Far too often we find it hard to make sense of Jesus’ need to pray because we have very little place in our theology for His full, true humanity with all its attendant limitations and weaknesses. We struggle with that. And yet ironically, at the very same time, we also struggle to comprehend the overwhelming dread that the disciples experienced in the presence of Jesus when they glimpsed something of His divine glory. Probably because, while we confess Christ’s deity with our lips as an article of faith, we have typically tamed God. We’ve so domesticated Him that our Jesus could never pose any kind of threat to our comfort or our ease. And the result is that we far too easily end up spiritualizing this story. We end up reading it as an illustration, you know, of the way Jesus calms the storms of our lives, or something along those lines, instead of seeing the real point Mark is making – that to be in the presence of the man who could call Himself, “I AM, the LORD,” that is far, far more unnerving than the wind and the waves raging all around the disciples late that night.


However problematic the storm was, when Jesus came to them that’s when things got really scary. We need to check our doctrine of Christ not only to be sure we confess the orthodox faith. You can recite the catechism question – “The only redeemer of God’s elect is the Lord Jesus Christ who, being the eternal Son of God, became man and so was and continues to be both God and man in two distinct natures and one person forever.” What a great summary of the true faith and Biblical teaching about who Jesus is. And Mark is teaching us some of those same truths here. We can get all of that right, we can be right on the bull’s eye with all of that, but let’s also check to be sure that the power of the truth is felt in our hearts as we confess it with all its gravity and its weight. If your Jesus never has to say to you, “Don’t be afraid,” when you’re in His presence, you do not yet have a Biblical vision of the Christ who sits now at the right hand of the majesty on high. This is a story about revelation, and it challenges our tame, domesticated Jesus. To be in His presence is a solemn and fearful thing.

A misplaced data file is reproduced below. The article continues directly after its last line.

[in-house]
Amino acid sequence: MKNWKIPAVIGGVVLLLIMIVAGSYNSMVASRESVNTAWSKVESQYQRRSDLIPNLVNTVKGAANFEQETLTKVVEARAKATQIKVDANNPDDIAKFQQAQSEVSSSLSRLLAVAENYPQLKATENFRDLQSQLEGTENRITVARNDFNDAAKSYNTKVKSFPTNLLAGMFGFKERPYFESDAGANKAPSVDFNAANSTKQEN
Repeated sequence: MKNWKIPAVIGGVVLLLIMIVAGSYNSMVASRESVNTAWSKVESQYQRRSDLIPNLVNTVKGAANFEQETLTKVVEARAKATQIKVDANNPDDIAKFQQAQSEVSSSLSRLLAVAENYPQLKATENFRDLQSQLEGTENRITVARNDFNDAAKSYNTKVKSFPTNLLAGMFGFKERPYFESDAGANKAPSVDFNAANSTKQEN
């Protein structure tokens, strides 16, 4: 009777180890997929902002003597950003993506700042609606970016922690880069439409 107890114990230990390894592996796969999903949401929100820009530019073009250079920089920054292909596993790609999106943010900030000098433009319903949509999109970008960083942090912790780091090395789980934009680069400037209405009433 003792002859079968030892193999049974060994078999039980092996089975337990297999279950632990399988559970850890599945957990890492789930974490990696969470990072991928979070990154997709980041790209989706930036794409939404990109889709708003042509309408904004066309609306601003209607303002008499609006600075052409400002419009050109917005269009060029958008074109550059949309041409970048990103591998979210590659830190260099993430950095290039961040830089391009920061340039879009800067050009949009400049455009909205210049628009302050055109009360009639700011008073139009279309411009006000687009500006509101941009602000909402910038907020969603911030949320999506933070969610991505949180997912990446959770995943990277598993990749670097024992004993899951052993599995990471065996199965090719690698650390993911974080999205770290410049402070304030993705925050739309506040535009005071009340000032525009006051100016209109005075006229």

But then secondly notice it’s also a story of rebuke. It’s a word of rebuke, not just for the disciples as it turns out, but for our own hearts and lives also. The whole episode certainly is designed to expose the disciples’ unbelieving heart. They were scared stiff when Jesus appeared through the squall that had blown across the Sea of Galilee. And that was the case. That’s not really the surprise. But when Jesus announces Himself to them and He climbs into the boat and the wind and the waves immediately cease to blow, look at their reaction then. Verse 51, “They were utterly astounded, for they did not understand about the loaves, but their hearts were hardened.” This is more than just amazement at the miraculous. That was astounding, to be sure. This is astonishment at Jesus. It’s almost like they’ve never met Him before.